I didn’t ask for endurance through death. I thought losing my debit card or dealing with a difficult person offered enough trial to produce endurance. But, here I am five years later, and I can see now that there are still pieces of my heart that are rusty and need to be refined. I can see that my endurance, though it has grown stronger, is still weak. In five years, I’ve added to my grief in losing other loved ones, which also feels all too soon. But through each crashing wave of grief, I see even more clearly my need for Jesus' red blood washed over me. I see more clearly that His mercies are new every morning (Lamentations 3:23). I can see how He has reshaped my heart and grown me from the brokenness of grief. And during my darkest times, I can see where He’s pursued me. I can see where He’s washed my feet over and over again. I can see where He’s carried me and sustained me. And I can see His perfect Love (1 Corinthians 13:4-8). However, most of all, He’s shown me that without Him, I am weak and that in my weakness, He’s made strong (2 Corinthians 12:9).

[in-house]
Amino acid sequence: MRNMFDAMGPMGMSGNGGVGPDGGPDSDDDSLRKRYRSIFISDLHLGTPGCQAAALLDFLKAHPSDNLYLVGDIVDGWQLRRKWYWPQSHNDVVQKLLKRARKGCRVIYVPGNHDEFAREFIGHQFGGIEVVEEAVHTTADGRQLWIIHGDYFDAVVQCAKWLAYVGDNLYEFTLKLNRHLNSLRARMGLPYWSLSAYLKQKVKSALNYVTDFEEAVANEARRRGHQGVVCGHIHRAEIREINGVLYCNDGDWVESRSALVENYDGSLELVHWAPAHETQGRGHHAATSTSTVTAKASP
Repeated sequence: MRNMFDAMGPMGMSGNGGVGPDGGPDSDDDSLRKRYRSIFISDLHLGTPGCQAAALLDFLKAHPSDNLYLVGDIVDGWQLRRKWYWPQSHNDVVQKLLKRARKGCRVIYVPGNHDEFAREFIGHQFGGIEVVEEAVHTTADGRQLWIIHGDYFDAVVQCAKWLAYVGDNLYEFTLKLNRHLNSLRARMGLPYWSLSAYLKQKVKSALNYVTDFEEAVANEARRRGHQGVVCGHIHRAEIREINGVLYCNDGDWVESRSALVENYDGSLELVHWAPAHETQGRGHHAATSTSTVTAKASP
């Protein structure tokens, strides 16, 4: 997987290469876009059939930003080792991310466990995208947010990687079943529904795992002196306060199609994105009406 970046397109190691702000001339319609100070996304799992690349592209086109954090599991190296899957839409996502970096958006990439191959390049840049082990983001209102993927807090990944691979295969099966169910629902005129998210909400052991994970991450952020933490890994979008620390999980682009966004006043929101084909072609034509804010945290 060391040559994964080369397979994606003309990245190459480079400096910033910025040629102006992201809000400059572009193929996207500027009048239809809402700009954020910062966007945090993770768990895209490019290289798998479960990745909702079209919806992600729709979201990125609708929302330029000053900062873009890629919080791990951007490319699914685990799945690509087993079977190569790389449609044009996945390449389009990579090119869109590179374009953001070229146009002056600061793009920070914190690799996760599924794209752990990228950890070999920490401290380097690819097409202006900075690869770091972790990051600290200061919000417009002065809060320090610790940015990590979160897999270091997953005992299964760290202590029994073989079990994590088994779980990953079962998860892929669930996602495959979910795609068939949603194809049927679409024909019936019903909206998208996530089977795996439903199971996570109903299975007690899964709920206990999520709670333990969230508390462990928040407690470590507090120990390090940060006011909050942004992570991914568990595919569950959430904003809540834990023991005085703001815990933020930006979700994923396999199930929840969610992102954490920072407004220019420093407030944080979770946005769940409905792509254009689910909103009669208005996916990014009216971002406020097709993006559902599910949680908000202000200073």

What emotions are you feeling the strongest?
Are you dwelling in those? If so, how can you shift your dwelling place to focus on God?
Write a list of disappointments that have stemmed from your grief.
How can you see Jesus in your grief?
What can you do tomorrow to see God’s strength in your weakness?
“In the same way the Spirit also joins to help in our weakness, because we do not know what to pray for as we should, but the Spirit Himself intercedes for us with unspoken groanings.” Romans 8:26
“For we do not have a high priest who is unable to sympathize with our weaknesses, but One who has been tested in every way as we are, yet without sin.” Hebrews 4:15
“Father, if You are willing, take this cup away from Me – nevertheless, not My will, but Yours, be done.” Luke 22:42
“Being in anguish, He prayed more fervently, and His sweat became like drops of blood falling to the ground.” Luke 22:44
“He has saved us and called us with a holy calling, not according to our works, but according to His own purpose and grace, which was given to us in Christ Jesus before time began.” 2 Timothy 1: 9